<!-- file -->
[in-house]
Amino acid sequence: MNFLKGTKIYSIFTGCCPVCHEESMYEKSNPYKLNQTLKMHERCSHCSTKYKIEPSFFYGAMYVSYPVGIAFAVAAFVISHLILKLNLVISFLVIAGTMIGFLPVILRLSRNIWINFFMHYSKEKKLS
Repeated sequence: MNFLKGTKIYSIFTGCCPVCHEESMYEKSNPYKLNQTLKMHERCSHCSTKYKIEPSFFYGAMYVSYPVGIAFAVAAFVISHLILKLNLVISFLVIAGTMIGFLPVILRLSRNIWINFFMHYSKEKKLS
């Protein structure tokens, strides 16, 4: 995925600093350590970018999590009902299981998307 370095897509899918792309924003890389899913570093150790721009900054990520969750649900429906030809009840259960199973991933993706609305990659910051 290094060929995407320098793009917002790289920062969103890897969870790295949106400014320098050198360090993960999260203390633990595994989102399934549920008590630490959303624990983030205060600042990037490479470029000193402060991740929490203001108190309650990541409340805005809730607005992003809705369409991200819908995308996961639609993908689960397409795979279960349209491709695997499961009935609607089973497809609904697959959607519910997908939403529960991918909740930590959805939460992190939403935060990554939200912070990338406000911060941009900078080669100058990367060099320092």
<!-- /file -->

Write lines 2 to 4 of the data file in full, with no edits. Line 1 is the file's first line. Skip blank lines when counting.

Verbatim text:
Amino acid sequence: MNFLKGTKIYSIFTGCCPVCHEESMYEKSNPYKLNQTLKMHERCSHCSTKYKIEPSFFYGAMYVSYPVGIAFAVAAFVISHLILKLNLVISFLVIAGTMIGFLPVILRLSRNIWINFFMHYSKEKKLS
Repeated sequence: MNFLKGTKIYSIFTGCCPVCHEESMYEKSNPYKLNQTLKMHERCSHCSTKYKIEPSFFYGAMYVSYPVGIAFAVAAFVISHLILKLNLVISFLVIAGTMIGFLPVILRLSRNIWINFFMHYSKEKKLS
């Protein structure tokens, strides 16, 4: 995925600093350590970018999590009902299981998307 370095897509899918792309924003890389899913570093150790721009900054990520969750649900429906030809009840259960199973991933993706609305990659910051 290094060929995407320098793009917002790289920062969103890897969870790295949106400014320098050198360090993960999260203390633990595994989102399934549920008590630490959303624990983030205060600042990037490479470029000193402060991740929490203001108190309650990541409340805005809730607005992003809705369409991200819908995308996961639609993908689960397409795979279960349209491709695997499961009935609607089973497809609904697959959607519910997908939403529960991918909740930590959805939460992190939403935060990554939200912070990338406000911060941009900078080669100058990367060099320092």